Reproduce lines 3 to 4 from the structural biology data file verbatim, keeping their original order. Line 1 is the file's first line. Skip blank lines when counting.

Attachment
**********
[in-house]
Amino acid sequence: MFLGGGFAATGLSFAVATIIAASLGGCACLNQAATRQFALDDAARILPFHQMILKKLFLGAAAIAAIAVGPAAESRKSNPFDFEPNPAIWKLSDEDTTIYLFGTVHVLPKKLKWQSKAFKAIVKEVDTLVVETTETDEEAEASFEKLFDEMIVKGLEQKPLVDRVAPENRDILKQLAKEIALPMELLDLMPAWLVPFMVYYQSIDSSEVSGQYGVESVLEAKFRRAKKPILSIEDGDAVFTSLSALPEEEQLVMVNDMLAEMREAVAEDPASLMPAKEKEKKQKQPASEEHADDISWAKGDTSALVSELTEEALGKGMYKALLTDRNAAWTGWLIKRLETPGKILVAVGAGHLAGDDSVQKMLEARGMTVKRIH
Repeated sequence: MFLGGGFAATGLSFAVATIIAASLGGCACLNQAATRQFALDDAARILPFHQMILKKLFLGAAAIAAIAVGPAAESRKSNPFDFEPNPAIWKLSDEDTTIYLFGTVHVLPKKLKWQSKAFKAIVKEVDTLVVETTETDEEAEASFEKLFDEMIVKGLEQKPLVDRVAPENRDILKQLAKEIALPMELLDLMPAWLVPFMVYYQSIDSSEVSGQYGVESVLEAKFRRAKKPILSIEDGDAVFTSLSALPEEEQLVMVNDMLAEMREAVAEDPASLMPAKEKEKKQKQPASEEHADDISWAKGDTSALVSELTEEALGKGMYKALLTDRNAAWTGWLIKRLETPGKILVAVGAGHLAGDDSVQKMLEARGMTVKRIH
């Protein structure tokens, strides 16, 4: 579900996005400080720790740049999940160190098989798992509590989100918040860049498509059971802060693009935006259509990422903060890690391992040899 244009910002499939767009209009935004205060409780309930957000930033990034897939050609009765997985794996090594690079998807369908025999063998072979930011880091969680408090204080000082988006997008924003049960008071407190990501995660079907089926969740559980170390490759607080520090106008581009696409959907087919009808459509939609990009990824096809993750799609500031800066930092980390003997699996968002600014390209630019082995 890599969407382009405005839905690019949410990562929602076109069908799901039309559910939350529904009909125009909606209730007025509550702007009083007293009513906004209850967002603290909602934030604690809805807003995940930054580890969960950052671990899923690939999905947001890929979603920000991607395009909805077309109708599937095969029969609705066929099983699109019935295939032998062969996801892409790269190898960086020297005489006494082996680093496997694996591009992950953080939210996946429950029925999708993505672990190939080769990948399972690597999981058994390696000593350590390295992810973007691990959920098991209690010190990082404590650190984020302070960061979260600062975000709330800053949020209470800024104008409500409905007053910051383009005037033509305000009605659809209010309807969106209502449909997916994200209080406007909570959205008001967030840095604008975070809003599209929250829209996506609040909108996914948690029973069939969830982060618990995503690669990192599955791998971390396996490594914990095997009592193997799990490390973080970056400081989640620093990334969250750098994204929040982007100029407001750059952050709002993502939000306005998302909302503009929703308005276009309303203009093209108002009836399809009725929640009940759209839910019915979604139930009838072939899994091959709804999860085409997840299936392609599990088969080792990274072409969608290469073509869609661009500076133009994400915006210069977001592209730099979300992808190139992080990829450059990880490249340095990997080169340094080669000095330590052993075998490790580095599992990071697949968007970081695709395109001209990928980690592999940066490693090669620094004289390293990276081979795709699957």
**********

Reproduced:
Repeated sequence: MFLGGGFAATGLSFAVATIIAASLGGCACLNQAATRQFALDDAARILPFHQMILKKLFLGAAAIAAIAVGPAAESRKSNPFDFEPNPAIWKLSDEDTTIYLFGTVHVLPKKLKWQSKAFKAIVKEVDTLVVETTETDEEAEASFEKLFDEMIVKGLEQKPLVDRVAPENRDILKQLAKEIALPMELLDLMPAWLVPFMVYYQSIDSSEVSGQYGVESVLEAKFRRAKKPILSIEDGDAVFTSLSALPEEEQLVMVNDMLAEMREAVAEDPASLMPAKEKEKKQKQPASEEHADDISWAKGDTSALVSELTEEALGKGMYKALLTDRNAAWTGWLIKRLETPGKILVAVGAGHLAGDDSVQKMLEARGMTVKRIH
């Protein structure tokens, strides 16, 4: 579900996005400080720790740049999940160190098989798992509590989100918040860049498509059971802060693009935006259509990422903060890690391992040899 244009910002499939767009209009935004205060409780309930957000930033990034897939050609009765997985794996090594690079998807369908025999063998072979930011880091969680408090204080000082988006997008924003049960008071407190990501995660079907089926969740559980170390490759607080520090106008581009696409959907087919009808459509939609990009990824096809993750799609500031800066930092980390003997699996968002600014390209630019082995 890599969407382009405005839905690019949410990562929602076109069908799901039309559910939350529904009909125009909606209730007025509550702007009083007293009513906004209850967002603290909602934030604690809805807003995940930054580890969960950052671990899923690939999905947001890929979603920000991607395009909805077309109708599937095969029969609705066929099983699109019935295939032998062969996801892409790269190898960086020297005489006494082996680093496997694996591009992950953080939210996946429950029925999708993505672990190939080769990948399972690597999981058994390696000593350590390295992810973007691990959920098991209690010190990082404590650190984020302070960061979260600062975000709330800053949020209470800024104008409500409905007053910051383009005037033509305000009605659809209010309807969106209502449909997916994200209080406007909570959205008001967030840095604008975070809003599209929250829209996506609040909108996914948690029973069939969830982060618990995503690669990192599955791998971390396996490594914990095997009592193997799990490390973080970056400081989640620093990334969250750098994204929040982007100029407001750059952050709002993502939000306005998302909302503009929703308005276009309303203009093209108002009836399809009725929640009940759209839910019915979604139930009838072939899994091959709804999860085409997840299936392609599990088969080792990274072409969608290469073509869609661009500076133009994400915006210069977001592209730099979300992808190139992080990829450059990880490249340095990997080169340094080669000095330590052993075998490790580095599992990071697949968007970081695709395109001209990928980690592999940066490693090669620094004289390293990276081979795709699957």